DAILY MONTANAN STAFF
An air tour management plan for Glacier National Park was completed Friday, setting guidelines meant to preserve the park’s resources.
The plan was established by the National Park Service and Federal Aviation Administration and is part of the National Parks Air Tour Management Act of 2000. It will allow air tour operators to provide up to 144 air tours per year—the three-year average between 2017 and 2019.
“The purpose of the air tour plan is to ensure that park resource values in Glacier National Park, including natural sounds, wilderness character, visitor experiences, and other natural and cultural resources, are protected,” said the park’s Deputy Superintendent, Pete Webster in a press release.”
The plan includes things like semi-annual reporting requirements for commercial air operators and a wildlife avoidance provision.
“Once operators become aware (through visual identification, communication from the NPS or other federal agencies, state or tribal agencies, or through other means) of the presence of wolverines, Canada lynx, or grizzly bears along the flight route, operators are required to avoid these areas…,” the plan reads.
While air tours have been part of the park experience for many years, the management plan will provide oversight and accountability for the companies that offer them. In addition, air tours will be subjected to specific routes and altitudes, according to the release.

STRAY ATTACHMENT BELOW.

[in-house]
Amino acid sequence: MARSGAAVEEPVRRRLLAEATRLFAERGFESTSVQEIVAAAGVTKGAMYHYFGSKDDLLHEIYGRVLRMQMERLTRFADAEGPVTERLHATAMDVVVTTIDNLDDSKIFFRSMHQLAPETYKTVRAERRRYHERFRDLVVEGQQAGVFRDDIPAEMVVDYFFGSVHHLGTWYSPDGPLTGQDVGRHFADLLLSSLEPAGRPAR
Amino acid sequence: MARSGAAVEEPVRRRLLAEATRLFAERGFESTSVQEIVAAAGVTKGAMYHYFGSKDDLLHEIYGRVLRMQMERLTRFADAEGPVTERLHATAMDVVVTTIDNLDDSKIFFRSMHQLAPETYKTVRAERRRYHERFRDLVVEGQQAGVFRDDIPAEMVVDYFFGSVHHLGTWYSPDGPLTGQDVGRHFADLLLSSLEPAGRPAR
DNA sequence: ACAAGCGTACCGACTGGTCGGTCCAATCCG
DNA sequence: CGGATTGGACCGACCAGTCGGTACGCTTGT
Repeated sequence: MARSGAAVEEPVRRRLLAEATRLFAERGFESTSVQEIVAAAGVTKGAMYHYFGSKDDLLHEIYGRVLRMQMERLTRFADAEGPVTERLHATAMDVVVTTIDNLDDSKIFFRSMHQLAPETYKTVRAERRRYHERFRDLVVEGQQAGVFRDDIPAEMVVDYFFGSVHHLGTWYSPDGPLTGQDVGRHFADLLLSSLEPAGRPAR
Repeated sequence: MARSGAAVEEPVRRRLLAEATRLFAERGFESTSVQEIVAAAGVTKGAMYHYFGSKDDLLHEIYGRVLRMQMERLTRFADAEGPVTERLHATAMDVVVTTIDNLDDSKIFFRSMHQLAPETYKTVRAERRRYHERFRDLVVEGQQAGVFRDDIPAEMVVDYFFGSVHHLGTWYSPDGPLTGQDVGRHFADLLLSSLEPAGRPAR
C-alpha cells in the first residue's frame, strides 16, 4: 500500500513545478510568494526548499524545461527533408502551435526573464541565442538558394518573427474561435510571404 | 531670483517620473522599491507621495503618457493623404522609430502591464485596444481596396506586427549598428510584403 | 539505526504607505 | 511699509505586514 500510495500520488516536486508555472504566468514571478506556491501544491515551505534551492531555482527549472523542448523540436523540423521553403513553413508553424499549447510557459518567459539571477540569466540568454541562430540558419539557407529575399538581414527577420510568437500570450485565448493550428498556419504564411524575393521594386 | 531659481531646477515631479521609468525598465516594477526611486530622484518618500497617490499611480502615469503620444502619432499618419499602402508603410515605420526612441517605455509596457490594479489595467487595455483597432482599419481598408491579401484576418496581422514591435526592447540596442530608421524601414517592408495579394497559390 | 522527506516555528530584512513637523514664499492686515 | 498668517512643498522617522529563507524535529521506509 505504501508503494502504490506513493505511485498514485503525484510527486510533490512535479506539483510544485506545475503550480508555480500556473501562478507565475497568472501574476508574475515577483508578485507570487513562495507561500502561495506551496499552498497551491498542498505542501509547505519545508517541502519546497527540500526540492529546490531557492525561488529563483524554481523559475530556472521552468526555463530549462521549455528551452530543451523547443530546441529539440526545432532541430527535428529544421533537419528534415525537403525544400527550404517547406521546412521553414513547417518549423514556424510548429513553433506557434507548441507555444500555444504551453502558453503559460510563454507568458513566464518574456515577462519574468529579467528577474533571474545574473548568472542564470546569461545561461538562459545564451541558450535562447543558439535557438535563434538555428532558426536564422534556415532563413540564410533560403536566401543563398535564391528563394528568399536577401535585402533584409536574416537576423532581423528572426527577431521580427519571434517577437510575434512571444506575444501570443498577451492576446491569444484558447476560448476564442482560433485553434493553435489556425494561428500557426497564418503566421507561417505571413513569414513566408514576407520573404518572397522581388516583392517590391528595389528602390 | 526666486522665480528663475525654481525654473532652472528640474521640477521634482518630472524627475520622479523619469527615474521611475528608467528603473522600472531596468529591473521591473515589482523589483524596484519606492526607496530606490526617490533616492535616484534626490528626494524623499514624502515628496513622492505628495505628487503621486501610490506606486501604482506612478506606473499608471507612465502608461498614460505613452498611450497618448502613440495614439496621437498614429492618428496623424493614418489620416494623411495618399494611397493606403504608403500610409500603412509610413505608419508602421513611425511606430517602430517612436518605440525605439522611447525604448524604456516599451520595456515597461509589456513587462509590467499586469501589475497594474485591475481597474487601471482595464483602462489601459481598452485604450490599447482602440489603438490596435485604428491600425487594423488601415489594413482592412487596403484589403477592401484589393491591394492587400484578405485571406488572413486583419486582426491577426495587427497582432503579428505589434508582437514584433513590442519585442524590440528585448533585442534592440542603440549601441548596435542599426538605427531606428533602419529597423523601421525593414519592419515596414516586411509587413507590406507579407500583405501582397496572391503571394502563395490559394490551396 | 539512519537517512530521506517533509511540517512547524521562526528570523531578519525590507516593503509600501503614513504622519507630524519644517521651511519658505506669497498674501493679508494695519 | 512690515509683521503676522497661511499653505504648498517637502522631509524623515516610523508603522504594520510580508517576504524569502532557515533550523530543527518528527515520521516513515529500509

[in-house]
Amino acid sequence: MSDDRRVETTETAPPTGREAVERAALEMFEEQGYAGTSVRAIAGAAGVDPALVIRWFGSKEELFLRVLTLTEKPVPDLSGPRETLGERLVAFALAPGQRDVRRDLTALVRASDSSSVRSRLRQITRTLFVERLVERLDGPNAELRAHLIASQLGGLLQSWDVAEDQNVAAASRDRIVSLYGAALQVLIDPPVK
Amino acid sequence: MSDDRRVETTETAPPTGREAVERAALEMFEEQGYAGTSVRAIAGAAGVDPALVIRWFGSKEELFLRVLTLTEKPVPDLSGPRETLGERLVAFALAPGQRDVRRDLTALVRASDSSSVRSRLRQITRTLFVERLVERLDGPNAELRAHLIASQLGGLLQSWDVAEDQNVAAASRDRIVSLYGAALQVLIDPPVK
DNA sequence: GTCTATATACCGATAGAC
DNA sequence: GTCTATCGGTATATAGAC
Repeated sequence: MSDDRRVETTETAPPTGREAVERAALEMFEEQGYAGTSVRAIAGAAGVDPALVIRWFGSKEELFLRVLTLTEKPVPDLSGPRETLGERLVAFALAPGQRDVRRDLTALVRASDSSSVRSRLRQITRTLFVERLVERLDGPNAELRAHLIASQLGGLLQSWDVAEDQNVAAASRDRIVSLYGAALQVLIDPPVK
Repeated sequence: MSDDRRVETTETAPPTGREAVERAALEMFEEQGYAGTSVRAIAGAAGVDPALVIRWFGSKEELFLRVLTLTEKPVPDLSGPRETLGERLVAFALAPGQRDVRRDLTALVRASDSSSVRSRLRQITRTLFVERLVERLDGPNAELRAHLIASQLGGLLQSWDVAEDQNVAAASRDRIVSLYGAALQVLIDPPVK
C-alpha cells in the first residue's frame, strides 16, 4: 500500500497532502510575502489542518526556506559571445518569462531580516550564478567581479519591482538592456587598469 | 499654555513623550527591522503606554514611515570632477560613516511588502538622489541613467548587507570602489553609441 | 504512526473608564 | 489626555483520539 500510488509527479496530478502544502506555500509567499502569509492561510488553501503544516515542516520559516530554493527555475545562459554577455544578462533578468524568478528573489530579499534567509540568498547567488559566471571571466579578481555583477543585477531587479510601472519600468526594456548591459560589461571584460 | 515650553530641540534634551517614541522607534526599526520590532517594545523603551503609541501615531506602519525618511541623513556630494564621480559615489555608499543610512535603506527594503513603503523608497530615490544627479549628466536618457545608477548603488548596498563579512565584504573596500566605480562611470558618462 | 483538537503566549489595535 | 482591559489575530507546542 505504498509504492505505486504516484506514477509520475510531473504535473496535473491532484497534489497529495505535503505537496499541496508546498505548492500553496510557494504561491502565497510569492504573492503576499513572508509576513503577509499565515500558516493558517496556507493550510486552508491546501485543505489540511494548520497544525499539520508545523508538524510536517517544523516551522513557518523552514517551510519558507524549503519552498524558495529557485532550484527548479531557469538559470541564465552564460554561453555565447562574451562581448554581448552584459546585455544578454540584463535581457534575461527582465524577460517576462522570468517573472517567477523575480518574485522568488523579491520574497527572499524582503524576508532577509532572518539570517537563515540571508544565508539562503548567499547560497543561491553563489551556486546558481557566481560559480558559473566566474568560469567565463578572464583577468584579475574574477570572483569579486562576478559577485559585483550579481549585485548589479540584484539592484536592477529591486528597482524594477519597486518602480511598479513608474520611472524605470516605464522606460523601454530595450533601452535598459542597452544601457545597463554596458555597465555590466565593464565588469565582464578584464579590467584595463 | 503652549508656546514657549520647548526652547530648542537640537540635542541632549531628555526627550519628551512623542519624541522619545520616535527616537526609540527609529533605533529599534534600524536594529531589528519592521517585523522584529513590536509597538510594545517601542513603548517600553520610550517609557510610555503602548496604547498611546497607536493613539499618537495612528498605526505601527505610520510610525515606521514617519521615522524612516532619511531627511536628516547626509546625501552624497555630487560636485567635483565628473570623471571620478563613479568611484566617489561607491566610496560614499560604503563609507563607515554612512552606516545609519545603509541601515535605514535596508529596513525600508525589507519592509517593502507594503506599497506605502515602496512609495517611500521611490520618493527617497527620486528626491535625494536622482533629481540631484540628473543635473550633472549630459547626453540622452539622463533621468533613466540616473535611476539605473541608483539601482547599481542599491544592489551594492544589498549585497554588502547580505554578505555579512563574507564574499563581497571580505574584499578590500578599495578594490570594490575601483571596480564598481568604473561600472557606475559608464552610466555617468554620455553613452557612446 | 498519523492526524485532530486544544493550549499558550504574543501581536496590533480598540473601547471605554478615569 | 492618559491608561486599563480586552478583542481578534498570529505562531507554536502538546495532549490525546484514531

The plan also includes a provision to phase out commercial air tours through attrition, with all remaining air tours ending on December 31, 2029.
“As stated in the Park’s General Management Plan and subsequent planning efforts, natural sounds and visitor enjoyment are preserved by addressing noise issues, including working with FAA to phase out commercial air tours through attrition, which has been and remains a priority management objective for the Park,” the plan reads.
Glacier is among 24 parks in the NPS system for which the agencies are developing air tour management plans. Each plan was developed to allow air tours to be managed in a consistent way aligned with NPS goals and FAA safety guidelines, according to the release.
As part of the process, the agencies consulted with American Indian Tribes that have tribal lands adjacent to the park and that attach historical and cultural significance to resources within the park, including the Fort Belknap Indian Community, Crow Tribe of Montana, Confederated Salish and Kootenai Tribes, Apache Tribe of Oklahoma, Blackfeet Tribe and the Chippewa-Cree Indians of the Rocky Boy’s Reservation, according to the release.